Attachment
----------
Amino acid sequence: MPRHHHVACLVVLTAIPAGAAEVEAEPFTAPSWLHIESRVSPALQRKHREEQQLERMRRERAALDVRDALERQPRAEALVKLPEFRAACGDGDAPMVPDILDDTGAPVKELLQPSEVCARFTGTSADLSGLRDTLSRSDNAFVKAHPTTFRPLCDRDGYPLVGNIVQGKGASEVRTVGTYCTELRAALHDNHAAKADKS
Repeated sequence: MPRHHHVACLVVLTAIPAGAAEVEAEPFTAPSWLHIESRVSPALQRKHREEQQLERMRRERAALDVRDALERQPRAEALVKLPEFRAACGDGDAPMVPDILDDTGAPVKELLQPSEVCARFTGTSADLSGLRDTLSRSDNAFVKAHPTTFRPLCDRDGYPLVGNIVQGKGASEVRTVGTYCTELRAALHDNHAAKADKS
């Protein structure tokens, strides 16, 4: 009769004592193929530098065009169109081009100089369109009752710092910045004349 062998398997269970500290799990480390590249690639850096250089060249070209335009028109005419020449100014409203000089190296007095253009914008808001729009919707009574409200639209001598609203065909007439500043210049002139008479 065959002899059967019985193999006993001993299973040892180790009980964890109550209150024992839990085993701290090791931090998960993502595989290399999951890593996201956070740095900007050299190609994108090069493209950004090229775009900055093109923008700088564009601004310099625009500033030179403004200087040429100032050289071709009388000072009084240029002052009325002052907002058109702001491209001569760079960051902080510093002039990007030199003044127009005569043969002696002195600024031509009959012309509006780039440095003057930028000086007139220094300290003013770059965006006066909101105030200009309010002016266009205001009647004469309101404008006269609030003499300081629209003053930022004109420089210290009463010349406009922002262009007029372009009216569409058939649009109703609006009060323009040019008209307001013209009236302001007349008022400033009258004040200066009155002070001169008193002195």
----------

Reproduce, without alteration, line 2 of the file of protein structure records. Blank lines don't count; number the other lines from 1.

Repeated sequence: MPRHHHVACLVVLTAIPAGAAEVEAEPFTAPSWLHIESRVSPALQRKHREEQQLERMRRERAALDVRDALERQPRAEALVKLPEFRAACGDGDAPMVPDILDDTGAPVKELLQPSEVCARFTGTSADLSGLRDTLSRSDNAFVKAHPTTFRPLCDRDGYPLVGNIVQGKGASEVRTVGTYCTELRAALHDNHAAKADKS